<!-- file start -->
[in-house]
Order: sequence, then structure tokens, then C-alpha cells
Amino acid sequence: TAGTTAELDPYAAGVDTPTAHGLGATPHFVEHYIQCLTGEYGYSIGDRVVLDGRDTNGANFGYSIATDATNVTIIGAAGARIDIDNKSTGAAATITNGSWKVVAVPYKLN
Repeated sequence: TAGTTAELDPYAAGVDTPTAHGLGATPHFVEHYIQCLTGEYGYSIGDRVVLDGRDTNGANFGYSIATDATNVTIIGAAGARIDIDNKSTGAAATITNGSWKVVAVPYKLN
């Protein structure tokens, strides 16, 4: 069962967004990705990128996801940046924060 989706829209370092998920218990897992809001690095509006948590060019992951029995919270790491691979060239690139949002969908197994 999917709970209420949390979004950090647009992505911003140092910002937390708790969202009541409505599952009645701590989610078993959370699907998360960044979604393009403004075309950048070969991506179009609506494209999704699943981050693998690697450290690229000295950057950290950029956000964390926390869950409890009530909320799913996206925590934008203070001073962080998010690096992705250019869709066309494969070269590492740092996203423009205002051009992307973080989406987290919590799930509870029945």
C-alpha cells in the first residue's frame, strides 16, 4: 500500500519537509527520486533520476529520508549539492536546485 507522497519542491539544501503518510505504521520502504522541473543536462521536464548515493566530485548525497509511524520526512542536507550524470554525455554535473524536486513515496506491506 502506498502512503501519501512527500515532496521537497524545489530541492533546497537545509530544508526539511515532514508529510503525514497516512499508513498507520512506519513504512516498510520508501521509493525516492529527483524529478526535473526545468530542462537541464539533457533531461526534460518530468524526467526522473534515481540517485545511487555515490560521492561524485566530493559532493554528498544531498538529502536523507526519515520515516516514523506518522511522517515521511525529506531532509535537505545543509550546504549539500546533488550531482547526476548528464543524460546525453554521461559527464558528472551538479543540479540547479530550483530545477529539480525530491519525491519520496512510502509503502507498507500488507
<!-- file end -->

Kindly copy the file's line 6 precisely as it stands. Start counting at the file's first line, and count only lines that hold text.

C-alpha cells in the first residue's frame, strides 16, 4: 500500500519537509527520486533520476529520508549539492536546485 507522497519542491539544501503518510505504521520502504522541473543536462521536464548515493566530485548525497509511524520526512542536507550524470554525455554535473524536486513515496506491506 502506498502512503501519501512527500515532496521537497524545489530541492533546497537545509530544508526539511515532514508529510503525514497516512499508513498507520512506519513504512516498510520508501521509493525516492529527483524529478526535473526545468530542462537541464539533457533531461526534460518530468524526467526522473534515481540517485545511487555515490560521492561524485566530493559532493554528498544531498538529502536523507526519515520515516516514523506518522511522517515521511525529506531532509535537505545543509550546504549539500546533488550531482547526476548528464543524460546525453554521461559527464558528472551538479543540479540547479530550483530545477529539480525530491519525491519520496512510502509503502507498507500488507